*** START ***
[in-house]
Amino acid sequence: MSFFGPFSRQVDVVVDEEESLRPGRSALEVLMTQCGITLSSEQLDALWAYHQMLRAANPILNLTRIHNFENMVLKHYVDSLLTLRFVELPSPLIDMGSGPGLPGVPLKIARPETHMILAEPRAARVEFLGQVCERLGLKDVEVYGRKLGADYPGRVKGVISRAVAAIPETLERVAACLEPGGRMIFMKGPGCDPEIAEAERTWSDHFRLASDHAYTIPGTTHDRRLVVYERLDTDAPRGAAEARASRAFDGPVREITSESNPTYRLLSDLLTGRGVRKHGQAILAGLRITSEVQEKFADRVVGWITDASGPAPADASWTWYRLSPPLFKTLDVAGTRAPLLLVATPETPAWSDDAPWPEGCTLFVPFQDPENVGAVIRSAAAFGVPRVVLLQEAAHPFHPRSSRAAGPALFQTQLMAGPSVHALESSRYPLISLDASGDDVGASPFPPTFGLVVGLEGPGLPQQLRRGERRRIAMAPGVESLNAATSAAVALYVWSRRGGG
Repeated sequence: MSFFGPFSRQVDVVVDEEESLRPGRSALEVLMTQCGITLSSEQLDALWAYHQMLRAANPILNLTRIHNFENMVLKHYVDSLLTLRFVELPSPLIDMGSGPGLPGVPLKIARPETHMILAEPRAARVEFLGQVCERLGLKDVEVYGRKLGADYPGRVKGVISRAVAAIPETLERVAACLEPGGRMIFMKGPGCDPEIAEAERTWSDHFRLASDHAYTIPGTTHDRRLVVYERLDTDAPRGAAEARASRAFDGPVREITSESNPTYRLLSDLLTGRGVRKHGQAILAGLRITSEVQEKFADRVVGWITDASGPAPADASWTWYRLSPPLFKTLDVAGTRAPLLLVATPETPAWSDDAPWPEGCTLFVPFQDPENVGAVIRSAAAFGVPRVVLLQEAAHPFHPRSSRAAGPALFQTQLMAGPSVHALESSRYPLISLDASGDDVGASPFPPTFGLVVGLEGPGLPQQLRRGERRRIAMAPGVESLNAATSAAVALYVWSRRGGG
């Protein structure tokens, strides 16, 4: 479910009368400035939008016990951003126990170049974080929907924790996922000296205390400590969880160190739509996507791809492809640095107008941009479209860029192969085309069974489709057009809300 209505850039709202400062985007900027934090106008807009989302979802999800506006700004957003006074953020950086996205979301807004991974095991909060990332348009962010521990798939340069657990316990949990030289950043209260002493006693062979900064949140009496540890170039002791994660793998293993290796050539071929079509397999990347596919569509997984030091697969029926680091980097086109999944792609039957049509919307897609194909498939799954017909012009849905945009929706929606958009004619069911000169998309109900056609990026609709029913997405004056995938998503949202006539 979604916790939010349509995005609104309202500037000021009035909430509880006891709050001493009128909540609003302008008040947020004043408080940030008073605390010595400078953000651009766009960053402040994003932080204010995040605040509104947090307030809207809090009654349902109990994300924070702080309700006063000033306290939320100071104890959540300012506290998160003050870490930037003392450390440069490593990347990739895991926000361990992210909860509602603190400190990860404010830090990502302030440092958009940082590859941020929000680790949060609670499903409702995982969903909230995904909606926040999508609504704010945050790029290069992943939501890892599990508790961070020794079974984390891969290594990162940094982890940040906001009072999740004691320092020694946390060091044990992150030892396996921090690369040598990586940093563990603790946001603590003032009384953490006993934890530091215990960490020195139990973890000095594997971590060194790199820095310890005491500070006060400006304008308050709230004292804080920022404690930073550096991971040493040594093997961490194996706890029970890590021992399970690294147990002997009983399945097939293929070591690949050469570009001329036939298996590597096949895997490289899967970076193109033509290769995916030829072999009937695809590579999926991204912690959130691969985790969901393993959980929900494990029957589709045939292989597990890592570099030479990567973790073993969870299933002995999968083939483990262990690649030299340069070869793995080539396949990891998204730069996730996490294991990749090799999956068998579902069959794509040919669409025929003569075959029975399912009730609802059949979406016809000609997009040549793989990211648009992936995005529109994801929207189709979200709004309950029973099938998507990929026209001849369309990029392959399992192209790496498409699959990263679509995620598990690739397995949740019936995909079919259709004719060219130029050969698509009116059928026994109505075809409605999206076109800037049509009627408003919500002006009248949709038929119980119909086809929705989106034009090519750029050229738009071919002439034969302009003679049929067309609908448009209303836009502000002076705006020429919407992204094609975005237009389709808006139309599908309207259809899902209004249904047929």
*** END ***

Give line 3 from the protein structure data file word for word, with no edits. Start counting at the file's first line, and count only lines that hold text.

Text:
Repeated sequence: MSFFGPFSRQVDVVVDEEESLRPGRSALEVLMTQCGITLSSEQLDALWAYHQMLRAANPILNLTRIHNFENMVLKHYVDSLLTLRFVELPSPLIDMGSGPGLPGVPLKIARPETHMILAEPRAARVEFLGQVCERLGLKDVEVYGRKLGADYPGRVKGVISRAVAAIPETLERVAACLEPGGRMIFMKGPGCDPEIAEAERTWSDHFRLASDHAYTIPGTTHDRRLVVYERLDTDAPRGAAEARASRAFDGPVREITSESNPTYRLLSDLLTGRGVRKHGQAILAGLRITSEVQEKFADRVVGWITDASGPAPADASWTWYRLSPPLFKTLDVAGTRAPLLLVATPETPAWSDDAPWPEGCTLFVPFQDPENVGAVIRSAAAFGVPRVVLLQEAAHPFHPRSSRAAGPALFQTQLMAGPSVHALESSRYPLISLDASGDDVGASPFPPTFGLVVGLEGPGLPQQLRRGERRRIAMAPGVESLNAATSAAVALYVWSRRGGG